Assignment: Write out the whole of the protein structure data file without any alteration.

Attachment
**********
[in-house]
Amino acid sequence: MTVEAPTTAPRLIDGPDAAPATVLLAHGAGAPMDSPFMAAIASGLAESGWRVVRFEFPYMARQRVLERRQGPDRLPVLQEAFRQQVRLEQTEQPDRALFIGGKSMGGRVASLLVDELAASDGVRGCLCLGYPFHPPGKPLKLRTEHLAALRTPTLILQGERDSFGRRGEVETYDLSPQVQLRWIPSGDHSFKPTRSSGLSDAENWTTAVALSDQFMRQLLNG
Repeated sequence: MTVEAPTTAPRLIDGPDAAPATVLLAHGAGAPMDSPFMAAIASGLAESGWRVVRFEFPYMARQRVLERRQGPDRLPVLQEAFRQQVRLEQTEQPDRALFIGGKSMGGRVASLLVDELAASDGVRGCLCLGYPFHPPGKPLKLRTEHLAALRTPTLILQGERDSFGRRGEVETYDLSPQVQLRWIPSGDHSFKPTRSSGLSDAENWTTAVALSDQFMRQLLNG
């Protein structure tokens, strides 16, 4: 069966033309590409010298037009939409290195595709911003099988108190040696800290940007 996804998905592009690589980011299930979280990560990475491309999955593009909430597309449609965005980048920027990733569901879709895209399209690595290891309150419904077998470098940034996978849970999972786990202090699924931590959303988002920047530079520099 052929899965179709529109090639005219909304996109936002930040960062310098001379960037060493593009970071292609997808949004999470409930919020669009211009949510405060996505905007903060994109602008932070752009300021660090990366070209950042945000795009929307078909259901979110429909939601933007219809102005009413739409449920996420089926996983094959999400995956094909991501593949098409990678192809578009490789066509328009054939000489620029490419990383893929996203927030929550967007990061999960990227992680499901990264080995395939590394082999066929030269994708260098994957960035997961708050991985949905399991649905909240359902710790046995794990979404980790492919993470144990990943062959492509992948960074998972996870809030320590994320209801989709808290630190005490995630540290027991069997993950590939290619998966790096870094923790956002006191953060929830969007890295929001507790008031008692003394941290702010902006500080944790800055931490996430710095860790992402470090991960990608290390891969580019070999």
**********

[in-house]
Amino acid sequence: MTVEAPTTAPRLIDGPDAAPATVLLAHGAGAPMDSPFMAAIASGLAESGWRVVRFEFPYMARQRVLERRQGPDRLPVLQEAFRQQVRLEQTEQPDRALFIGGKSMGGRVASLLVDELAASDGVRGCLCLGYPFHPPGKPLKLRTEHLAALRTPTLILQGERDSFGRRGEVETYDLSPQVQLRWIPSGDHSFKPTRSSGLSDAENWTTAVALSDQFMRQLLNG
Repeated sequence: MTVEAPTTAPRLIDGPDAAPATVLLAHGAGAPMDSPFMAAIASGLAESGWRVVRFEFPYMARQRVLERRQGPDRLPVLQEAFRQQVRLEQTEQPDRALFIGGKSMGGRVASLLVDELAASDGVRGCLCLGYPFHPPGKPLKLRTEHLAALRTPTLILQGERDSFGRRGEVETYDLSPQVQLRWIPSGDHSFKPTRSSGLSDAENWTTAVALSDQFMRQLLNG
């Protein structure tokens, strides 16, 4: 069966033309590409010298037009939409290195595709911003099988108190040696800290940007 996804998905592009690589980011299930979280990560990475491309999955593009909430597309449609965005980048920027990733569901879709895209399209690595290891309150419904077998470098940034996978849970999972786990202090699924931590959303988002920047530079520099 052929899965179709529109090639005219909304996109936002930040960062310098001379960037060493593009970071292609997808949004999470409930919020669009211009949510405060996505905007903060994109602008932070752009300021660090990366070209950042945000795009929307078909259901979110429909939601933007219809102005009413739409449920996420089926996983094959999400995956094909991501593949098409990678192809578009490789066509328009054939000489620029490419990383893929996203927030929550967007990061999960990227992680499901990264080995395939590394082999066929030269994708260098994957960035997961708050991985949905399991649905909240359902710790046995794990979404980790492919993470144990990943062959492509992948960074998972996870809030320590994320209801989709808290630190005490995630540290027991069997993950590939290619998966790096870094923790956002006191953060929830969007890295929001507790008031008692003394941290702010902006500080944790800055931490996430710095860790992402470090991960990608290390891969580019070999």